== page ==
When interviewing, managers should let the person talk and just listen to the answers.
Great leaders are great recruiters.
28. Refuse to Buy their Limitation.
People must be shown that they can accomplish much more than they believe.
29. Play Both Good Cop and Bad Cop.
Proper motivating demands a combination of both. The latter approach should be used
only when all variations of the former have failed.
30. Don't Go Crazy.
Slowing down allows a better understanding of the way things and people are.
31. Stop Cuddling Up.
A true leader focuses on the practices and communications that lead to being
32. Do the Worst First.
Managing priorities is the best way to deal with multiple tasks. The worst task should
always be the top priority.
33. Learn to Experiment.
Experiments never really fail since there is always something to be learned. A better
way of doing things might also be found.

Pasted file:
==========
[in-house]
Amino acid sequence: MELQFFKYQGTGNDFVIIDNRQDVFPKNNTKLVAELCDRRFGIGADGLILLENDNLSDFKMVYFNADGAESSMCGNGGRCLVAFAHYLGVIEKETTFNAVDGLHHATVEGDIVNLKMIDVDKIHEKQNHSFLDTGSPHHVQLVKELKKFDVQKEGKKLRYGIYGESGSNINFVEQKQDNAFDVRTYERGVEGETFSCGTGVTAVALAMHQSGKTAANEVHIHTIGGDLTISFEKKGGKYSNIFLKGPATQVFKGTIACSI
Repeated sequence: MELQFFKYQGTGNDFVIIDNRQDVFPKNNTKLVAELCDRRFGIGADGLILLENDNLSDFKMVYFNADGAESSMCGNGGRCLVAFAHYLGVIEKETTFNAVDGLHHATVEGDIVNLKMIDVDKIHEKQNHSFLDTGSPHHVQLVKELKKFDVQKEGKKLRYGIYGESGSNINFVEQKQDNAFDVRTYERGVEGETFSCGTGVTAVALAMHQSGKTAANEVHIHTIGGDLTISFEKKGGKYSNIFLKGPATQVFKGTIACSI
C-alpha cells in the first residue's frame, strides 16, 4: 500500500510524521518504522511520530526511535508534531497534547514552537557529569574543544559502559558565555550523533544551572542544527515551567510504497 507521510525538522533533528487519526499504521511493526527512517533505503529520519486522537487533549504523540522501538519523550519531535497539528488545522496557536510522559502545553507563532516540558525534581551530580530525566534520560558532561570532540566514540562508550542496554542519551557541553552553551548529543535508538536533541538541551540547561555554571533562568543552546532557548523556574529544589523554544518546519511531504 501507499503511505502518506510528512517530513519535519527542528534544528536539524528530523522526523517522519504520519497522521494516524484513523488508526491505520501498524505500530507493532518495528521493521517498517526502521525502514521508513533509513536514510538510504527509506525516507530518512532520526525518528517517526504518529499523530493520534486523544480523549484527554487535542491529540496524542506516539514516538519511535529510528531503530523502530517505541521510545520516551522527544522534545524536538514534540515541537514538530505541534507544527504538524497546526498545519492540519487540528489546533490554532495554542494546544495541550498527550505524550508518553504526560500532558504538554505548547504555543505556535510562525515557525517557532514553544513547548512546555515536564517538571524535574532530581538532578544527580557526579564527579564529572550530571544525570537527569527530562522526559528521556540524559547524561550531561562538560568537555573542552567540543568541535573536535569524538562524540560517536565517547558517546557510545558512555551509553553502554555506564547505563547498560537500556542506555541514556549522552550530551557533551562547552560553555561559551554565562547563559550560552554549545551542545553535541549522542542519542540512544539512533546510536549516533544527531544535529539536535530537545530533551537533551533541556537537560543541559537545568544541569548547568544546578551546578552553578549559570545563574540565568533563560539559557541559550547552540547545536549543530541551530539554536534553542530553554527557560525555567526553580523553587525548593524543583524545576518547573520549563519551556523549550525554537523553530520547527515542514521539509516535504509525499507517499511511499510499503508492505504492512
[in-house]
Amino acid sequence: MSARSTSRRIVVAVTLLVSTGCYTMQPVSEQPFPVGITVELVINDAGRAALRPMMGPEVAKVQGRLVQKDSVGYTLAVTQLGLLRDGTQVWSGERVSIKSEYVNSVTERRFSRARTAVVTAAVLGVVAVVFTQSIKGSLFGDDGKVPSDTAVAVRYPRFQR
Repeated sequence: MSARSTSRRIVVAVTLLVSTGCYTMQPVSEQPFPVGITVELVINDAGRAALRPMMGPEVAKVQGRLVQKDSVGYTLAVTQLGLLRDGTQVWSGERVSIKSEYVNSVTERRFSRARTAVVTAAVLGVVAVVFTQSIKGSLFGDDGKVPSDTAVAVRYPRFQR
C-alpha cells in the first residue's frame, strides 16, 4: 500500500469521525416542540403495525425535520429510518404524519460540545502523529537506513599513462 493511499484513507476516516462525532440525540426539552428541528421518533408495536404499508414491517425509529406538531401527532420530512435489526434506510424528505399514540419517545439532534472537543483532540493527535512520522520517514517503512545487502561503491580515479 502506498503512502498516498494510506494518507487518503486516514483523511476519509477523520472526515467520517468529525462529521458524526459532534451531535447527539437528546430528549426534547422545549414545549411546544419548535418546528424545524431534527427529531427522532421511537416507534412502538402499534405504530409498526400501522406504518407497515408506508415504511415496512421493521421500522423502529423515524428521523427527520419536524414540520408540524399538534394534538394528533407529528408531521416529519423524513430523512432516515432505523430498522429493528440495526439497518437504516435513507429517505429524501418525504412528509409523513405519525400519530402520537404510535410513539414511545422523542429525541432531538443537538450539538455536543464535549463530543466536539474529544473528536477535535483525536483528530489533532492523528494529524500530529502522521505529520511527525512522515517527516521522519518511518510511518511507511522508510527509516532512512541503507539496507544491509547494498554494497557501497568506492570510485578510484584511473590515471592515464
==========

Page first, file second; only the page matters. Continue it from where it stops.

34. Communicate Consciously.
Taking responsibility for how communication is done enhances the organization.
35. Score the Performance.
Knowing the score is the first step towards achievement.
36. Manage the Fundamentals First.
Slow things down and do things step by step. The fundamentals should always be done
37. Motivate by Doing.
Managers should be doers, not feelers. The ability to motivate people increases
exponentially as the reputation of being a doer grows.
38. Know Your People's Strengths.
Enhancing a person's positive attributes allows him to use more of his potential.
39. Debate Yourself.
Questioning personal thinking elevates thought to new levels.
40. Lead With Language.
The language used makes a big difference, and using the right language gets good